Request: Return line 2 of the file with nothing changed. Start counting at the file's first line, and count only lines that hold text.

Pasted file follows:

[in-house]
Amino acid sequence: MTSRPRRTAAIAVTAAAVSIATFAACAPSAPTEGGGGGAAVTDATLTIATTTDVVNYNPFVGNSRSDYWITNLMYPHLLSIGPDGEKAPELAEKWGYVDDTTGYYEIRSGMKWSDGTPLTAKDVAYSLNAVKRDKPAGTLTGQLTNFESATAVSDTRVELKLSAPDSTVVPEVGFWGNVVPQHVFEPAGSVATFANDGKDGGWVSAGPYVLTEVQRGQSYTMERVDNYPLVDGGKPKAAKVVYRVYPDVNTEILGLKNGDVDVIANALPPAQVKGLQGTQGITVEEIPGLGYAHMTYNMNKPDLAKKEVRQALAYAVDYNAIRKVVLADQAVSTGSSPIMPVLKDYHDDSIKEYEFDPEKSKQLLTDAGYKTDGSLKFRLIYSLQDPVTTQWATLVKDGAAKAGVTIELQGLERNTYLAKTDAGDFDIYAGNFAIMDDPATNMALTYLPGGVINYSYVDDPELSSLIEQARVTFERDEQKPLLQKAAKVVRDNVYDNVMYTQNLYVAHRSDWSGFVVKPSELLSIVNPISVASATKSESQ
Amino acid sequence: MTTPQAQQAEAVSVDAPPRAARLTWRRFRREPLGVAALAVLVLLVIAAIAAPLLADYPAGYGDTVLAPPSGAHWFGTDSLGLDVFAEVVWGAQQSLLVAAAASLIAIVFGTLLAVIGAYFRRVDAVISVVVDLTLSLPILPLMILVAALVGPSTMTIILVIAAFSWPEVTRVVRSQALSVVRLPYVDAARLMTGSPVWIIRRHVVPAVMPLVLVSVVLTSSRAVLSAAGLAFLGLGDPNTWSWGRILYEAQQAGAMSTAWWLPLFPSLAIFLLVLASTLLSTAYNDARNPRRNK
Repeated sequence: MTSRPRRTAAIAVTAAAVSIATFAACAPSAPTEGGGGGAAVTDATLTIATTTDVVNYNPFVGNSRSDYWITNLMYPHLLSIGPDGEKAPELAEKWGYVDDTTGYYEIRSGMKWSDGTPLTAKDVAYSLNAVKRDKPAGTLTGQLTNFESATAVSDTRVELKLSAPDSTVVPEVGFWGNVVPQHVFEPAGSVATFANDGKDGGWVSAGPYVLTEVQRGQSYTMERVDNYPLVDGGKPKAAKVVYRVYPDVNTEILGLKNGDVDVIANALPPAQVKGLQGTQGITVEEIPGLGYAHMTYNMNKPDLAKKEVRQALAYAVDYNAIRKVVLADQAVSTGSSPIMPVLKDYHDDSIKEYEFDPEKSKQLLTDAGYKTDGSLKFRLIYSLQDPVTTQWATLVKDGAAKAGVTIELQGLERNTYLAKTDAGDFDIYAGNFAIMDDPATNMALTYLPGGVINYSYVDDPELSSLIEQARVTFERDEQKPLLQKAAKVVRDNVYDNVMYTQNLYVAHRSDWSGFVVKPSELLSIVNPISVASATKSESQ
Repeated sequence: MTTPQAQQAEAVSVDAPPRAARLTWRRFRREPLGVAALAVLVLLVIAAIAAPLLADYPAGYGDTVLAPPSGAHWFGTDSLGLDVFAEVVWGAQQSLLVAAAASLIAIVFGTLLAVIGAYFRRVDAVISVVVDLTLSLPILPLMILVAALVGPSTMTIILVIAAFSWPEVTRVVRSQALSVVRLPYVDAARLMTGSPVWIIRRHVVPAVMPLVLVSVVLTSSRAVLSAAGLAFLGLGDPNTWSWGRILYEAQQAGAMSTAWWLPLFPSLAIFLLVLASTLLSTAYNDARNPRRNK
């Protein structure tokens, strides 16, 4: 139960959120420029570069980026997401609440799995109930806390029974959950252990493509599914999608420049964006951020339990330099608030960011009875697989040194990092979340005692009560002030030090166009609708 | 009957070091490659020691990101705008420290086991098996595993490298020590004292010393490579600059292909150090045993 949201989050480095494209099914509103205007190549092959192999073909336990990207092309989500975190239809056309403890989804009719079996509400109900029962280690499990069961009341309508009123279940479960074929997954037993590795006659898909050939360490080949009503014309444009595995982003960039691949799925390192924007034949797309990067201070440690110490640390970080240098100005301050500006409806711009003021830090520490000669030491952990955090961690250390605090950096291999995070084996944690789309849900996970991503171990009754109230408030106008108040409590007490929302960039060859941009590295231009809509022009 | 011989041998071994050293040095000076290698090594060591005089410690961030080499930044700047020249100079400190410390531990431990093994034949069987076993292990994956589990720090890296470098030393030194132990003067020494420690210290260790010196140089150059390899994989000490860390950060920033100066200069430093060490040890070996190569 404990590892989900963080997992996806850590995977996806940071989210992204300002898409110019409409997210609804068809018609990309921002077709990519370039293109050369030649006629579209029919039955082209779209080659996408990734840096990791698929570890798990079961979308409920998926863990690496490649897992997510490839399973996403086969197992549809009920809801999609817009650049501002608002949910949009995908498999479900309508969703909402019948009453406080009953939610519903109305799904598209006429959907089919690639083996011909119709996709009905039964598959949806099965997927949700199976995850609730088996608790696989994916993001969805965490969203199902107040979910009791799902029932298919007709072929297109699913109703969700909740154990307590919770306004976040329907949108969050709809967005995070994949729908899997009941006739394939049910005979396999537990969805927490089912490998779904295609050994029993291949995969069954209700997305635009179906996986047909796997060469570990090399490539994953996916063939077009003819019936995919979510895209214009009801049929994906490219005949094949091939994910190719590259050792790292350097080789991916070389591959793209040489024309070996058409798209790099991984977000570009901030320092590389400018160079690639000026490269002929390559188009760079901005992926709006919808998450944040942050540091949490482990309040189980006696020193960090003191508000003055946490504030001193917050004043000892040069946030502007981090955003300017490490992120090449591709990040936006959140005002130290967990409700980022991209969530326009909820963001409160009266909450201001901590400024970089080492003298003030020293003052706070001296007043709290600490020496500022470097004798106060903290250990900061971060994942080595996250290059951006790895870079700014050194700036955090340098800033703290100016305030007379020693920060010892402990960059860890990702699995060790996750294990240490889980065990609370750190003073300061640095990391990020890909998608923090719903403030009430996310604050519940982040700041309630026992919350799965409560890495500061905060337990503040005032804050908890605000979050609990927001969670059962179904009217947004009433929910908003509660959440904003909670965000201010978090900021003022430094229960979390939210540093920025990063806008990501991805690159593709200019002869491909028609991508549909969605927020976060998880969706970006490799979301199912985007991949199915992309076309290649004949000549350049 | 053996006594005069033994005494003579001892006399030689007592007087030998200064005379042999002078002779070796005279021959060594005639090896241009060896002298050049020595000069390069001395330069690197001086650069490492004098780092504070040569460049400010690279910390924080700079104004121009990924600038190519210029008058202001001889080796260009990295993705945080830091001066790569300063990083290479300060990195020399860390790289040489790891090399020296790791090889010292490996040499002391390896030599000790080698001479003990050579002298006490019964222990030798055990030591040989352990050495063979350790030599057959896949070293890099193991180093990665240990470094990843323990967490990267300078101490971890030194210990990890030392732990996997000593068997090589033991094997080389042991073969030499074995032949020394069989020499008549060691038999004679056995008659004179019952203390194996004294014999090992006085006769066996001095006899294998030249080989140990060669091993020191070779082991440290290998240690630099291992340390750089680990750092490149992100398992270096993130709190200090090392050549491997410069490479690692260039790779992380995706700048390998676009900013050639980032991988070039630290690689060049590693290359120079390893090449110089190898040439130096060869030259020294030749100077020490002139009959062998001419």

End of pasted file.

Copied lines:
Amino acid sequence: MTSRPRRTAAIAVTAAAVSIATFAACAPSAPTEGGGGGAAVTDATLTIATTTDVVNYNPFVGNSRSDYWITNLMYPHLLSIGPDGEKAPELAEKWGYVDDTTGYYEIRSGMKWSDGTPLTAKDVAYSLNAVKRDKPAGTLTGQLTNFESATAVSDTRVELKLSAPDSTVVPEVGFWGNVVPQHVFEPAGSVATFANDGKDGGWVSAGPYVLTEVQRGQSYTMERVDNYPLVDGGKPKAAKVVYRVYPDVNTEILGLKNGDVDVIANALPPAQVKGLQGTQGITVEEIPGLGYAHMTYNMNKPDLAKKEVRQALAYAVDYNAIRKVVLADQAVSTGSSPIMPVLKDYHDDSIKEYEFDPEKSKQLLTDAGYKTDGSLKFRLIYSLQDPVTTQWATLVKDGAAKAGVTIELQGLERNTYLAKTDAGDFDIYAGNFAIMDDPATNMALTYLPGGVINYSYVDDPELSSLIEQARVTFERDEQKPLLQKAAKVVRDNVYDNVMYTQNLYVAHRSDWSGFVVKPSELLSIVNPISVASATKSESQ